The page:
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Joseph P. Zagrodnik, Lynn McMurdie, and Robert Conrick

are especially important on smaller-scale ridges where any condensate formed by ascent on the windward side has a short amount of time to reach precipitation size and fall out. Many studies have observed or modeled processes resembling the “seeder–feeder” effect ( Bergeron 1968 ), which refers to the enhancement of precipitation on a small ridge when condensate falling from a preexisting higher cloud collects cloud drops from a separate, lower-level cloud, resulting in a more efficient

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Robert Conrick and Clifford F. Mass

mean vertical profiles of cloud water, rainwater, and snow mixing ratios averaged by storm sector. Postfrontal sectors generally had profiles with the smallest mixing ratios of all sectors. Considering that warm-sector environments are often associated with strong synoptic forcing and large IVT (e.g., Zhu and Newell 1994 , Zagrodnik et al. 2018 ), it was not unexpected that those environments had the greatest mixing ratios among sectors. Compared to GMI, cloud water profiles during pre- and

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Annareli Morales, Hugh Morrison, and Derek J. Posselt

), cloud water evaporation rate (blue contours = −1 × 10 −3 g kg −1 s −1 , cyan contours = −5 × 10 −4 g kg −1 s −1 ), and freezing level (thick black line). (a) WRA = 0.5, (b) WRA = 2, (c) ECI = 0.3, (d) ECI = 1. This point can be illustrated clearly for moist pseudoadiabatic descent; while the model has diabatic forcing due to mixing and other microphysical processes, moist pseudoadiabatic descent can serve as a useful guide for explaining this behavior. For reversible moist pseudoadiabatic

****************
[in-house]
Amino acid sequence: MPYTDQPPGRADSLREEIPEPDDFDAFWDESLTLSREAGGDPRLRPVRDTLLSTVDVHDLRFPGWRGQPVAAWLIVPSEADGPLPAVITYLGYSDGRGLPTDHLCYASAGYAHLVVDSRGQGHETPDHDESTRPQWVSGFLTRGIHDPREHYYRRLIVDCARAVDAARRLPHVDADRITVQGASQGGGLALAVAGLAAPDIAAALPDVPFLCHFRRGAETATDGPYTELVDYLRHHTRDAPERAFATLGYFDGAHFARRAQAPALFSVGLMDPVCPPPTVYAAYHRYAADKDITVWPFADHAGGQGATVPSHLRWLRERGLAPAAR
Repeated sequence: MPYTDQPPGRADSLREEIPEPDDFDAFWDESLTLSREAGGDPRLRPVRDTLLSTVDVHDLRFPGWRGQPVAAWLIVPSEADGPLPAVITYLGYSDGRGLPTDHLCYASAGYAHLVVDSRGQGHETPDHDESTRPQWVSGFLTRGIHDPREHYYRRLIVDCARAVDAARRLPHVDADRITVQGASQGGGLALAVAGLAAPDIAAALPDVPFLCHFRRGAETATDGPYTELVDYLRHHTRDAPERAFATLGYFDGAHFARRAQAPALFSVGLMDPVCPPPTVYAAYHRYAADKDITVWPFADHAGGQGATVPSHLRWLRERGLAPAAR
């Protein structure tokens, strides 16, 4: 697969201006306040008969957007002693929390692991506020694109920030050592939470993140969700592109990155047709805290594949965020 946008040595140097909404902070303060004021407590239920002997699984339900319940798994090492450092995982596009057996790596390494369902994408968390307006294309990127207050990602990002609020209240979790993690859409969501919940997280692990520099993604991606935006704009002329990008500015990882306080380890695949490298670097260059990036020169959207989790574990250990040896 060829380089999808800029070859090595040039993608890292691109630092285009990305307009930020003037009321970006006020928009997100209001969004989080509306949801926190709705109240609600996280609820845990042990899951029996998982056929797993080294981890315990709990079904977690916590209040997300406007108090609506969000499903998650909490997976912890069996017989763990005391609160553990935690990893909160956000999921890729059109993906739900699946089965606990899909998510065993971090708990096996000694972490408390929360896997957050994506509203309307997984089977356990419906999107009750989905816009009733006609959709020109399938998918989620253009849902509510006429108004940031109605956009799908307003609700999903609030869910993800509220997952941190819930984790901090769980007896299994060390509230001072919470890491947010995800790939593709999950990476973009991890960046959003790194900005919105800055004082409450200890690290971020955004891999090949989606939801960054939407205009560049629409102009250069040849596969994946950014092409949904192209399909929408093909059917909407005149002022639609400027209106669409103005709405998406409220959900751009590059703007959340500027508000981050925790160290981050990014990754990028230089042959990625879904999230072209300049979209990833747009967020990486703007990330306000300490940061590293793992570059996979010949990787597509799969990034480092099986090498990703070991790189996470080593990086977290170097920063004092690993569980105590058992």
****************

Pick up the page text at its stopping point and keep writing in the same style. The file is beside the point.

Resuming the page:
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Robert Conrick and Clifford F. Mass

have focused on improving the representation of cloud condensation nuclei (CCN) and ice nuclei (IN) in bulk microphysics schemes. Simulations of aerosol impacts on precipitation have found that a reduction in CCN can invigorate warm rain processes ( Alizadeh-Choobari and Gharaylou 2017 ; Li et al. 2011 ; Khain 2009 ; Khain et al. 2012 ; Tao et al. 2012 ; Thompson and Eidhammer 2014 ; Nugent et al. 2016 ), which may be important along the relatively warm coastal areas of the Pacific Northwest

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Aaron R. Naeger, Brian A. Colle, Na Zhou, and Andrew Molthan

highly varying concentrations of large drops, suggesting both warm rain (e.g., collision–coalescence) and cold rain processes (e.g., melting). Purnell and Kirshbaum (2018) noted the presence of cold rain via an active seeder–feeder process during warm frontal and sector conditions throughout OLYMPEX from the synthesis of observations and model simulations in which “seeder” clouds initiate precipitation growth that falls into orographically enhanced (“feeder”) clouds at lower levels ( Cotton et al

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David J. Purnell and Daniel J. Kirshbaum